Timing of cardiomyocyte growth, maturation, and attrition in perinatal sheep

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    26 Scopus citations

    Abstract

    Studies in altricial rodents attribute dramatic changes in perinatal cardiomyocyte growth, maturation, and attrition to stimuli associated with birth. Our purpose was to determine whether birth is a critical trigger controlling perinatal cardiomyocyte growth, maturation and attrition in a precocial large mammal, sheep (Ovis aries). Hearts from0-61 d postnatal lambs were dissected or enzymatically dissociated.Cardiomyocytes weremeasured by micromorphometry, cell cycle activity assessed by immunohistochemistry, and nuclear number counted after DNA staining. Integration of this new data with published fetal data from our laboratory demonstrate that a newly appreciated >30% decrease in myocyte number occurred in the last 10 d of gestation (P < 0.0005) concomitant with an increase in cleaved poly (ADP-ribose) polymerase 1 (P < 0.05), indicative of apoptosis. Bisegmental linear regressions show that most changes in myocyte growth kinetics occur before birth (median = 15.2 d; P < 0.05). Right ventricular but not left ventricular cell number increases in the neonate, by 68% between birth and 60 d postnatal (P = 0.028). We conclude that in sheep few developmental changes in cardiomyocytes result frombirth, excepting the different postnatal degrees of free wall hypertrophy between the ventricles. Furthermore, myocyte number is reduced in both ventricles immediately before term, but proliferation increases myocyte number in the neonatal right ventricle. - Jonker, S. S., Louey, S., Giraud, G. D., Thornburg, K. L., Faber, J. J. Timing of cardiomyocyte growth, maturation, and attrition in perinatal sheep.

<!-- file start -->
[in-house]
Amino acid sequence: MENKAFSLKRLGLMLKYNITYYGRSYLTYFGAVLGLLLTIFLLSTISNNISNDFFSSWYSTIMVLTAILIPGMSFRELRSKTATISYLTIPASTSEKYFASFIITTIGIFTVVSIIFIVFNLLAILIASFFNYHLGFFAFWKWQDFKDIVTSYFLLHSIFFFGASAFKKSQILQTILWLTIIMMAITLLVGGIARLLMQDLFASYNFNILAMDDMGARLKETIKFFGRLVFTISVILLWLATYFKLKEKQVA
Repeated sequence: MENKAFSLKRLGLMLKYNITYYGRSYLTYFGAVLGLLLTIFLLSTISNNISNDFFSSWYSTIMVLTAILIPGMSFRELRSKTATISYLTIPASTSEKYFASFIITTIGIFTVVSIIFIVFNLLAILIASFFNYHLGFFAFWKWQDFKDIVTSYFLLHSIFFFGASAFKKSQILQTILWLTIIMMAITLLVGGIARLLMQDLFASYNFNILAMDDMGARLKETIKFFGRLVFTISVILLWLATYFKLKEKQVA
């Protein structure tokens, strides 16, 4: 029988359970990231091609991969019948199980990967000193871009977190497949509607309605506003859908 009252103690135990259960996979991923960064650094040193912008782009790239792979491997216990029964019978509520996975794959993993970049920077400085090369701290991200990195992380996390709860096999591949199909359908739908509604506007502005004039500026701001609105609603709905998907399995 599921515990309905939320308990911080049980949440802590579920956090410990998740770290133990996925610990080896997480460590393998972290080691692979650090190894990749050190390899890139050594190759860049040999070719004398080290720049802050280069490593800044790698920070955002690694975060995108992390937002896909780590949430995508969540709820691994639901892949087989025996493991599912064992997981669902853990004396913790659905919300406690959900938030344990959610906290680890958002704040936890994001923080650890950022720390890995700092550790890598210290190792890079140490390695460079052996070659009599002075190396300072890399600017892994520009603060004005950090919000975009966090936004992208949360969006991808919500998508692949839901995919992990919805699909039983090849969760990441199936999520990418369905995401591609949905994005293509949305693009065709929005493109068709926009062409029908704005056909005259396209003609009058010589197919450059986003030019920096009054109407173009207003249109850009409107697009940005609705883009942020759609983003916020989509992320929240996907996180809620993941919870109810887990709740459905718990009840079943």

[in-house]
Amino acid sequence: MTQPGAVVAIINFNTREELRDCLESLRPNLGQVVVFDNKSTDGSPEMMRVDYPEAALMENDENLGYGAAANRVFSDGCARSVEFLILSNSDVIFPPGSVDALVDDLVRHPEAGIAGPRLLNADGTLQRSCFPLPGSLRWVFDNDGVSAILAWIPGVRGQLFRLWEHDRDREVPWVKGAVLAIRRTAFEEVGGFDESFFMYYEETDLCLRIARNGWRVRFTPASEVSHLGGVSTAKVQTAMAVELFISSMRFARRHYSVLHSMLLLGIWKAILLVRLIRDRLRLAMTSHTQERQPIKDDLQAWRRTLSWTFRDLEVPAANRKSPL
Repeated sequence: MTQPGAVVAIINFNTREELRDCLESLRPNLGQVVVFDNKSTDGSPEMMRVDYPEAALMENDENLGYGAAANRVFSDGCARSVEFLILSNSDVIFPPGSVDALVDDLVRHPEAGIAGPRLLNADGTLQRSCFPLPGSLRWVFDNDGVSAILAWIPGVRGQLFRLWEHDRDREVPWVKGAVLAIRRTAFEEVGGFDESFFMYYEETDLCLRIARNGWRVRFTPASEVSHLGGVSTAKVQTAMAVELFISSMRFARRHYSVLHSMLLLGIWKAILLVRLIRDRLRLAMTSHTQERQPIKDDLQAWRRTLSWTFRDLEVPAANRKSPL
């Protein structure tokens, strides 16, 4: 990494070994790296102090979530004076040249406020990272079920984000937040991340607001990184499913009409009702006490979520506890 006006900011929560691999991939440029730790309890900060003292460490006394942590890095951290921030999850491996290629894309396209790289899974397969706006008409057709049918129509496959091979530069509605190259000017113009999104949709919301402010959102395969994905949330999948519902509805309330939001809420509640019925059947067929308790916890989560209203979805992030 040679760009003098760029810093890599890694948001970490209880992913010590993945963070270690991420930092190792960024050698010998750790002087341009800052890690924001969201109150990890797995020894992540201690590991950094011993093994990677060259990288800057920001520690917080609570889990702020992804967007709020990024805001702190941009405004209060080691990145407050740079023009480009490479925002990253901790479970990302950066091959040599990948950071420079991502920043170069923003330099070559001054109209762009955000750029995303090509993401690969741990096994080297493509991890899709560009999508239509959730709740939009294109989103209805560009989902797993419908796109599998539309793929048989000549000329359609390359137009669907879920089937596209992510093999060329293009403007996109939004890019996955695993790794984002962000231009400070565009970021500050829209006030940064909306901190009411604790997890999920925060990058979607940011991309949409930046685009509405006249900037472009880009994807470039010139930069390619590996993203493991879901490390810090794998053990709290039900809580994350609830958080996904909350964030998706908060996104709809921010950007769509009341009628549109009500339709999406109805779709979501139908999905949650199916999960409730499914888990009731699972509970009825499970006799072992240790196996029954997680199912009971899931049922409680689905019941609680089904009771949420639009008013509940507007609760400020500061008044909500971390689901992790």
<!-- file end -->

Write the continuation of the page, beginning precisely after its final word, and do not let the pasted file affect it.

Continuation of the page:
Original languageEnglish (US)
    Pages (from-to)4346-4357
    Number of pages12
    JournalFASEB Journal
    Volume29
    Issue number10
    DOIs
    StatePublished - Oct 1 2015

    Keywords

    • Apoptosis
    • Cell number
    • Fetus
    • Neonate
    • Proliferation

    ASJC Scopus subject areas

    • Biotechnology
    • Biochemistry
    • Molecular Biology
    • Genetics

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